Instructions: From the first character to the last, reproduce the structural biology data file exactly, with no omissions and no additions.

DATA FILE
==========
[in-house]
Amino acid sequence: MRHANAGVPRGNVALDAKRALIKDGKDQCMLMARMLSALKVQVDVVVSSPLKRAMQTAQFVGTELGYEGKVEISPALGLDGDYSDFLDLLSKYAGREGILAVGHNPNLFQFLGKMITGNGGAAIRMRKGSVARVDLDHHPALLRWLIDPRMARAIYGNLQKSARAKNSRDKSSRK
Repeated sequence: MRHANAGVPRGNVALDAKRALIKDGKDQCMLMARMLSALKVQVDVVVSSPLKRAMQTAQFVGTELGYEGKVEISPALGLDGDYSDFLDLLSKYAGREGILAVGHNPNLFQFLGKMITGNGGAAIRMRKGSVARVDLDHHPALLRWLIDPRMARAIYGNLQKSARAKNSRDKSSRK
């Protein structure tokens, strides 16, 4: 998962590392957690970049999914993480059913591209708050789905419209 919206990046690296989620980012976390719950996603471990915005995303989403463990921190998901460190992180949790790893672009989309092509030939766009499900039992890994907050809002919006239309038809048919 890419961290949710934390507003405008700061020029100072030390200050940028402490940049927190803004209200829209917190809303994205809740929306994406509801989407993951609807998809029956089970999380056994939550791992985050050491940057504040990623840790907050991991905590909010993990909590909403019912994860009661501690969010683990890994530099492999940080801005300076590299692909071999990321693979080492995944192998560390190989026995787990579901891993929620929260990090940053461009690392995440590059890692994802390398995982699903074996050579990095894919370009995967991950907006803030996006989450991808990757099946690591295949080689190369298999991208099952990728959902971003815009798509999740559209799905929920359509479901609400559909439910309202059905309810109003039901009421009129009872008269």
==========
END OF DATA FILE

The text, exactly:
[in-house]
Amino acid sequence: MRHANAGVPRGNVALDAKRALIKDGKDQCMLMARMLSALKVQVDVVVSSPLKRAMQTAQFVGTELGYEGKVEISPALGLDGDYSDFLDLLSKYAGREGILAVGHNPNLFQFLGKMITGNGGAAIRMRKGSVARVDLDHHPALLRWLIDPRMARAIYGNLQKSARAKNSRDKSSRK
Repeated sequence: MRHANAGVPRGNVALDAKRALIKDGKDQCMLMARMLSALKVQVDVVVSSPLKRAMQTAQFVGTELGYEGKVEISPALGLDGDYSDFLDLLSKYAGREGILAVGHNPNLFQFLGKMITGNGGAAIRMRKGSVARVDLDHHPALLRWLIDPRMARAIYGNLQKSARAKNSRDKSSRK
């Protein structure tokens, strides 16, 4: 998962590392957690970049999914993480059913591209708050789905419209 919206990046690296989620980012976390719950996603471990915005995303989403463990921190998901460190992180949790790893672009989309092509030939766009499900039992890994907050809002919006239309038809048919 890419961290949710934390507003405008700061020029100072030390200050940028402490940049927190803004209200829209917190809303994205809740929306994406509801989407993951609807998809029956089970999380056994939550791992985050050491940057504040990623840790907050991991905590909010993990909590909403019912994860009661501690969010683990890994530099492999940080801005300076590299692909071999990321693979080492995944192998560390190989026995787990579901891993929620929260990090940053461009690392995440590059890692994802390398995982699903074996050579990095894919370009995967991950907006803030996006989450991808990757099946690591295949080689190369298999991208099952990728959902971003815009798509999740559209799905929920359509479901609400559909439910309202059905309810109003039901009421009129009872008269």